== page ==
During some of that spirit work, I came to the understanding that I needed to overcome that feeling of feeling like an imposter. “Regain my confidence, but with moderation,” was the task that I set for myself.
Why the qualifier, “with moderation”?
Aside from making it easier to get along with people when you’re not so confident in yourself that you become an arrogant ass, I’m bothered by the unreasonable need to be right all of the time that used to fuel my confidence. Even when I was plainly wrong — I’d just bully people until they either accepted my being right, or they walked away with their arms thrust up to the sky in frustration. I was a really big jerk about being “right”. If I couldn’t be right because I actually was, I would use linguistics to confuse the issues and toy with logic until people saw how right I was. Lacking in any kind of confidence, I have grown to appreciate not striving to be right anytime, let along all of the time. I’m quite okay with leaving that trait outside the door. Not feeling the need to be right is liberating.
Where did that come from?
If anything, the pandemic and going off in “pods” with the family at the exclusion of the larger family, gave me a new understanding about things.
It was my father.
The last couple of times my parents have stopped by for outdoor visits with the kids, I inevitably get wrapped up in conversation with my father. After deciding that I’m okay with not trying to foist any opinions on anyone as part of my reflections, I began to realize that any assertion I’ve made in the past few months around my father has lead to him correcting my understanding — even if it is just a technicality or… he doesn’t happen to like how I said things even if he agrees with the core thought.
I reflected a bit on that, and realized that it’s always been that way with him. He always has to correct minor turns of phrase or point out something that could have been done better. The most recent example was at my daughter’s birthday gathering, where one of the relatives wanted to see my first woven scarf, so I brought it out to show her. He looked at it and had to say that the weave seemed tight and that sometimes scarves are warmer if the weave is less tight. Did he feel it looked good for a first time project? No. He wanted to make sure I understood he had criticisms of the work, implying he could have done better if he had bothered to try (he’s never done anything like weaving on a loom).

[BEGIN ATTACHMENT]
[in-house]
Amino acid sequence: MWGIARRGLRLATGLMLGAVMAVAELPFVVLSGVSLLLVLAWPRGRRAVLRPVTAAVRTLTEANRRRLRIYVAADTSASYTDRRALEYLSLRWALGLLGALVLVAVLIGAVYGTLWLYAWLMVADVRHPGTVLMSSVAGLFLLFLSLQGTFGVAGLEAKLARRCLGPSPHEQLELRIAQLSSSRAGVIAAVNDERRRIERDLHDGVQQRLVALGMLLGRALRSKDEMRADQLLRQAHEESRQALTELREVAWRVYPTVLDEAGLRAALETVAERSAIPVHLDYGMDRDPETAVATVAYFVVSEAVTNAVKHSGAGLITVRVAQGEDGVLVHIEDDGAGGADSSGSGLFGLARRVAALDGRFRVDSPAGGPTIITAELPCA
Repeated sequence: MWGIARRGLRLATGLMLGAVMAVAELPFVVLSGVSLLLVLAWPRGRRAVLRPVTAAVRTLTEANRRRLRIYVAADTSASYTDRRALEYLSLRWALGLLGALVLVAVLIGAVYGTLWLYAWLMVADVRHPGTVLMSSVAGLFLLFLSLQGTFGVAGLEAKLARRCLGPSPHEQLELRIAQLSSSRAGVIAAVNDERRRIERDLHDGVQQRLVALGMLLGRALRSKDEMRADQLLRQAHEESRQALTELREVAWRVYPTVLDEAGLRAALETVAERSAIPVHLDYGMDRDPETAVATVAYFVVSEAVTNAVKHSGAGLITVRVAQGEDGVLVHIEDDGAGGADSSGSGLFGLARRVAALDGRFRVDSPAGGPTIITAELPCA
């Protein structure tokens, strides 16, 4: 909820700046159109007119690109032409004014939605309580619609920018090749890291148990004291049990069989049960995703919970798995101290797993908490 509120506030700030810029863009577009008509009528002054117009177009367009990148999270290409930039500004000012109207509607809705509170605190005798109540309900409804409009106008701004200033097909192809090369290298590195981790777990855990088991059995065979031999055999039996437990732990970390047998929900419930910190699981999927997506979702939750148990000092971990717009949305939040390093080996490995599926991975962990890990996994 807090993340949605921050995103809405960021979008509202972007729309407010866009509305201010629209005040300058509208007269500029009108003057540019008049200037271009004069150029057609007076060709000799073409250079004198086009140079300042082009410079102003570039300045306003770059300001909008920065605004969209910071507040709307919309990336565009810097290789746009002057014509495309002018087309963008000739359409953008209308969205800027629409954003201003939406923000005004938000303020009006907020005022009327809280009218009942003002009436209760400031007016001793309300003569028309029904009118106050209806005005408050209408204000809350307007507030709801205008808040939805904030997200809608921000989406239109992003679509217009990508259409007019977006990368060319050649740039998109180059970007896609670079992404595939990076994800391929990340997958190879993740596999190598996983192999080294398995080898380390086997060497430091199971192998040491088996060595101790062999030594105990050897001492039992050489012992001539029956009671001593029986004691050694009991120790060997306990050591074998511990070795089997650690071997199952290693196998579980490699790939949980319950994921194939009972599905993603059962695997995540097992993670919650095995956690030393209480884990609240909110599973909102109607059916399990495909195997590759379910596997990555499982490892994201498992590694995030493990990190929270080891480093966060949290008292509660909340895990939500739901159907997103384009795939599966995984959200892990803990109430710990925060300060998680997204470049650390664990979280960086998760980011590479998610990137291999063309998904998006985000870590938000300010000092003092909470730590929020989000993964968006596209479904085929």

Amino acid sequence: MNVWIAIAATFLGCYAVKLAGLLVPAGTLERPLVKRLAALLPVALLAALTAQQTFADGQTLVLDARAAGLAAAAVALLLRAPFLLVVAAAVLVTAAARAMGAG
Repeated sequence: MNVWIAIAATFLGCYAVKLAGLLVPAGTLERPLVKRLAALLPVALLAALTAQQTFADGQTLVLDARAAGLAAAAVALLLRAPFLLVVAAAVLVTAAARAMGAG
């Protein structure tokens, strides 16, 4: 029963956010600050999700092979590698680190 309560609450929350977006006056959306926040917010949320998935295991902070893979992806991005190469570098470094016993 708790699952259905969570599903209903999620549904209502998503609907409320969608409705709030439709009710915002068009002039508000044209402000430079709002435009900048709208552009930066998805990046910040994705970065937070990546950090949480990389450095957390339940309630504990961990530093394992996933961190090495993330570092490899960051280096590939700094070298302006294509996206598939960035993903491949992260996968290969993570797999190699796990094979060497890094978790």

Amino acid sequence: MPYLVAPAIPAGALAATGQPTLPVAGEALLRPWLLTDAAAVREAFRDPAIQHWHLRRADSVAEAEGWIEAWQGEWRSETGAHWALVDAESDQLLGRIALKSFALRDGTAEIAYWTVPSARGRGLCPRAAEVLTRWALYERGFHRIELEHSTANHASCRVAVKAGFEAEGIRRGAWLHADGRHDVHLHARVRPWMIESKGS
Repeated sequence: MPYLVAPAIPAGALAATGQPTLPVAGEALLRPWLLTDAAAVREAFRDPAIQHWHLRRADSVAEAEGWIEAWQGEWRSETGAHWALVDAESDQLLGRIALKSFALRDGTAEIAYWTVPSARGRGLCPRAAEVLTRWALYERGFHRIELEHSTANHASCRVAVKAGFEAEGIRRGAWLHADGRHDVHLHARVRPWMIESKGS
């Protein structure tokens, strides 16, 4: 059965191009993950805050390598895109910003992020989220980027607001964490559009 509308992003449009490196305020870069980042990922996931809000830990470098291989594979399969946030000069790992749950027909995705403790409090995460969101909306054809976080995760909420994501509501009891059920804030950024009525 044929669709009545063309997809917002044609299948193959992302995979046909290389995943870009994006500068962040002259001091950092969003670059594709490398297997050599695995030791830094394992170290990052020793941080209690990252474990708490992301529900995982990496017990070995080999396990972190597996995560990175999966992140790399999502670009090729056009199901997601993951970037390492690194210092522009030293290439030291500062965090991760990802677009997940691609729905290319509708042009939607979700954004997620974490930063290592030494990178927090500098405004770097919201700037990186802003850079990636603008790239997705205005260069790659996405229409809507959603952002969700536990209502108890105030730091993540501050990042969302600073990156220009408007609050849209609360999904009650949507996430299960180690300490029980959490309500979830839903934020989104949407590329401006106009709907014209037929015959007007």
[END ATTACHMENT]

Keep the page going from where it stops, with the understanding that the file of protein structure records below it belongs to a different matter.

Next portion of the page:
This is just the most recent comment I’ve noticed. He also took the time to critique my grilling of the hamburgers and hot dogs I was make for guests that same day. Always… he knows more and he’s better.
Does this bother me as much as I might imply? No. He won’t and probably can’t change, now that he’s in his 70s. But he taught me how to be that kind of person, as I looked back at all the times he and I sparred over trying to be the most right.
I don’t want that. I can change it.
But I’m a bit stuck. In my reluctance to continue to emulate that pattern of behavior from my past (and his), I find it hard to be confident about the things I do without succumbing to the arrogance of being better than everyone or “right” about everything I am confident about. I want to reclaim some of the ability to say: hey, I know something and I’m willing to share it, but I am also willing to accept that you might know more or even just have a different idea altogether that is equally valid.
I don’t want to pass that trait on to my kids. It’s not easy to like yourself when you realize that you’ve probably earned the adjective of being an asshole.
So I’m a bit stuck before I can tick off this box next to one of my “changes”. I need to figure out how to appear confident without the arrogance or the need to be right.